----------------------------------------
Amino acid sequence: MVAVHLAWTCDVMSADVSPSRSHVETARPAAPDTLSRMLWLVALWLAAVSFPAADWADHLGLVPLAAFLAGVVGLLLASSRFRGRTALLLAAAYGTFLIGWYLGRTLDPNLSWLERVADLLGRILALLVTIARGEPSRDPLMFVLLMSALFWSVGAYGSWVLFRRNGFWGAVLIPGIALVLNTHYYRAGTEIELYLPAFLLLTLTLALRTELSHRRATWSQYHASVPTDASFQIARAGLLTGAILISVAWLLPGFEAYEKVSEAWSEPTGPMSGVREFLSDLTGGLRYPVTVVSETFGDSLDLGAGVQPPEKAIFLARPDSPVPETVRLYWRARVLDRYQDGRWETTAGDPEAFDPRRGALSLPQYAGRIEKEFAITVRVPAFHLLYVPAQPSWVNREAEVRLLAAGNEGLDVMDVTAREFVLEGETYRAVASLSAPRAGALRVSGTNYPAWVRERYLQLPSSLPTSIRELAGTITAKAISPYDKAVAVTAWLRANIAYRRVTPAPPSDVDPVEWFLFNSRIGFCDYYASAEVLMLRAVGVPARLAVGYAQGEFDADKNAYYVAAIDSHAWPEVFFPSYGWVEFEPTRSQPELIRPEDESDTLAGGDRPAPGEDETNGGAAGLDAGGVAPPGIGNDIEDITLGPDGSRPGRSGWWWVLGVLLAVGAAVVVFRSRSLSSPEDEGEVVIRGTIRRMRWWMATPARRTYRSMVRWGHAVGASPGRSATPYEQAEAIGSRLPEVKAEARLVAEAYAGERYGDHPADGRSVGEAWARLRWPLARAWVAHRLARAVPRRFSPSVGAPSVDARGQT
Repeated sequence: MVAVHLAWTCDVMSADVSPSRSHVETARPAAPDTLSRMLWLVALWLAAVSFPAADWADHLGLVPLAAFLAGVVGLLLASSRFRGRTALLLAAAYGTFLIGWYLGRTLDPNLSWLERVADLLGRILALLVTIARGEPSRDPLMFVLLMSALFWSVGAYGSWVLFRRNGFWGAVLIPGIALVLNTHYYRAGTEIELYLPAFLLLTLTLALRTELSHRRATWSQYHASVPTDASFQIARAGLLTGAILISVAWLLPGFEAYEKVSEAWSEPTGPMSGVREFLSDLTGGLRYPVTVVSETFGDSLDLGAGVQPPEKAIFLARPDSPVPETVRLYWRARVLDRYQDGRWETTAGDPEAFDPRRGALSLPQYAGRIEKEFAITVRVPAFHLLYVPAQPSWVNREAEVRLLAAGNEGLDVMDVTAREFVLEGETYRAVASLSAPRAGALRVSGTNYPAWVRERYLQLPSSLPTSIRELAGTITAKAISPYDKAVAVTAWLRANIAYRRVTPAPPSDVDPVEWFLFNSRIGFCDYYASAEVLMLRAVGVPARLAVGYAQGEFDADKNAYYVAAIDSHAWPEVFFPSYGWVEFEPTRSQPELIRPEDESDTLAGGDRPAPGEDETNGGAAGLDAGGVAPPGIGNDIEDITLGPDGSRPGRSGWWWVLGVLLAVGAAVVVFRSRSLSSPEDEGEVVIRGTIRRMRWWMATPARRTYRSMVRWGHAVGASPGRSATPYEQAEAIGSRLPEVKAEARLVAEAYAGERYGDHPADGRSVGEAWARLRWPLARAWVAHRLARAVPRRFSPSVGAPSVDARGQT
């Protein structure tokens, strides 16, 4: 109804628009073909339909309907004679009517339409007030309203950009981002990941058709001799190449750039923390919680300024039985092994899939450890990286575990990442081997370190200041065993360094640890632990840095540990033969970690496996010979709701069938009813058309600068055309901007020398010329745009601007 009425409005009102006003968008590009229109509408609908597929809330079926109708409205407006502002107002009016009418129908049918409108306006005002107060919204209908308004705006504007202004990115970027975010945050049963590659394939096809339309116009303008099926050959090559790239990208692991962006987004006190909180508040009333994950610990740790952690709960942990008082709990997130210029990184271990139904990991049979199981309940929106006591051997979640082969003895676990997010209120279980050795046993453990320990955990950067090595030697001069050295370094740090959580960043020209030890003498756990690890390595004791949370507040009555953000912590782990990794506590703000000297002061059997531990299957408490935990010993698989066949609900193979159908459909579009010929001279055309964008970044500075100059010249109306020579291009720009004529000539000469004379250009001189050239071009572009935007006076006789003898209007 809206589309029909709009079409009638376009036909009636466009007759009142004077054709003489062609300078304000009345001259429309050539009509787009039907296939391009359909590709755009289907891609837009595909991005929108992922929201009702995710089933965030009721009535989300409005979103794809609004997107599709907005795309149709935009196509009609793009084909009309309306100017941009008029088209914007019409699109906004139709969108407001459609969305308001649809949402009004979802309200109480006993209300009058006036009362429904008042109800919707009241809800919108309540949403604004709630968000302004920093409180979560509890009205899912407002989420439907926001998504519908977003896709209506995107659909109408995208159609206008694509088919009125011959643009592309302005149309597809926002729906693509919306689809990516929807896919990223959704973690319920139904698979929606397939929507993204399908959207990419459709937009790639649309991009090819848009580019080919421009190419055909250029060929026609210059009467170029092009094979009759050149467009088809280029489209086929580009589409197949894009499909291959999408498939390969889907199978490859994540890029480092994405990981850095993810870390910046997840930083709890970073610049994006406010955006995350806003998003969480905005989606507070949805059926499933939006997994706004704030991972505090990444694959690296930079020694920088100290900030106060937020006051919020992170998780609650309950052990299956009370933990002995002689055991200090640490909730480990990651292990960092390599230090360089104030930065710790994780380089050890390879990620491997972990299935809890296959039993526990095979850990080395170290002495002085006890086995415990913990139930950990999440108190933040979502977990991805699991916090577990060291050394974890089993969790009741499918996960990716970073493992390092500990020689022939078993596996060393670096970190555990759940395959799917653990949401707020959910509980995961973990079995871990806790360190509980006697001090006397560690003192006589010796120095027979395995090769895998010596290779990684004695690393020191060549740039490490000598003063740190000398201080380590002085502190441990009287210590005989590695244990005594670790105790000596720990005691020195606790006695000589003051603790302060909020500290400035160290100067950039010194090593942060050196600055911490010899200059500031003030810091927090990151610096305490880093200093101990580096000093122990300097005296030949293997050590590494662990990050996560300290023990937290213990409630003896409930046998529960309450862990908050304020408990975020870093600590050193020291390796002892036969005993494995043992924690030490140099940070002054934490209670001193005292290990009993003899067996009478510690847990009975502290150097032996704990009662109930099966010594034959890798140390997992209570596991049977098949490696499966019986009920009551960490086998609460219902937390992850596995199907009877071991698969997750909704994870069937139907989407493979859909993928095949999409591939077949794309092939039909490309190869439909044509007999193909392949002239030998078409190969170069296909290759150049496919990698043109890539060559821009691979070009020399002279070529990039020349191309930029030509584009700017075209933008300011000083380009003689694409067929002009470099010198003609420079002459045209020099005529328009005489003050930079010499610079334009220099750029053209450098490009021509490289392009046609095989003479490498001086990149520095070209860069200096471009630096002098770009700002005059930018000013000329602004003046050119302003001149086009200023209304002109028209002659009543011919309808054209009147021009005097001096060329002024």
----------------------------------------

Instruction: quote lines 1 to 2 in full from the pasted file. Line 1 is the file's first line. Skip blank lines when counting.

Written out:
Amino acid sequence: MVAVHLAWTCDVMSADVSPSRSHVETARPAAPDTLSRMLWLVALWLAAVSFPAADWADHLGLVPLAAFLAGVVGLLLASSRFRGRTALLLAAAYGTFLIGWYLGRTLDPNLSWLERVADLLGRILALLVTIARGEPSRDPLMFVLLMSALFWSVGAYGSWVLFRRNGFWGAVLIPGIALVLNTHYYRAGTEIELYLPAFLLLTLTLALRTELSHRRATWSQYHASVPTDASFQIARAGLLTGAILISVAWLLPGFEAYEKVSEAWSEPTGPMSGVREFLSDLTGGLRYPVTVVSETFGDSLDLGAGVQPPEKAIFLARPDSPVPETVRLYWRARVLDRYQDGRWETTAGDPEAFDPRRGALSLPQYAGRIEKEFAITVRVPAFHLLYVPAQPSWVNREAEVRLLAAGNEGLDVMDVTAREFVLEGETYRAVASLSAPRAGALRVSGTNYPAWVRERYLQLPSSLPTSIRELAGTITAKAISPYDKAVAVTAWLRANIAYRRVTPAPPSDVDPVEWFLFNSRIGFCDYYASAEVLMLRAVGVPARLAVGYAQGEFDADKNAYYVAAIDSHAWPEVFFPSYGWVEFEPTRSQPELIRPEDESDTLAGGDRPAPGEDETNGGAAGLDAGGVAPPGIGNDIEDITLGPDGSRPGRSGWWWVLGVLLAVGAAVVVFRSRSLSSPEDEGEVVIRGTIRRMRWWMATPARRTYRSMVRWGHAVGASPGRSATPYEQAEAIGSRLPEVKAEARLVAEAYAGERYGDHPADGRSVGEAWARLRWPLARAWVAHRLARAVPRRFSPSVGAPSVDARGQT
Repeated sequence: MVAVHLAWTCDVMSADVSPSRSHVETARPAAPDTLSRMLWLVALWLAAVSFPAADWADHLGLVPLAAFLAGVVGLLLASSRFRGRTALLLAAAYGTFLIGWYLGRTLDPNLSWLERVADLLGRILALLVTIARGEPSRDPLMFVLLMSALFWSVGAYGSWVLFRRNGFWGAVLIPGIALVLNTHYYRAGTEIELYLPAFLLLTLTLALRTELSHRRATWSQYHASVPTDASFQIARAGLLTGAILISVAWLLPGFEAYEKVSEAWSEPTGPMSGVREFLSDLTGGLRYPVTVVSETFGDSLDLGAGVQPPEKAIFLARPDSPVPETVRLYWRARVLDRYQDGRWETTAGDPEAFDPRRGALSLPQYAGRIEKEFAITVRVPAFHLLYVPAQPSWVNREAEVRLLAAGNEGLDVMDVTAREFVLEGETYRAVASLSAPRAGALRVSGTNYPAWVRERYLQLPSSLPTSIRELAGTITAKAISPYDKAVAVTAWLRANIAYRRVTPAPPSDVDPVEWFLFNSRIGFCDYYASAEVLMLRAVGVPARLAVGYAQGEFDADKNAYYVAAIDSHAWPEVFFPSYGWVEFEPTRSQPELIRPEDESDTLAGGDRPAPGEDETNGGAAGLDAGGVAPPGIGNDIEDITLGPDGSRPGRSGWWWVLGVLLAVGAAVVVFRSRSLSSPEDEGEVVIRGTIRRMRWWMATPARRTYRSMVRWGHAVGASPGRSATPYEQAEAIGSRLPEVKAEARLVAEAYAGERYGDHPADGRSVGEAWARLRWPLARAWVAHRLARAVPRRFSPSVGAPSVDARGQT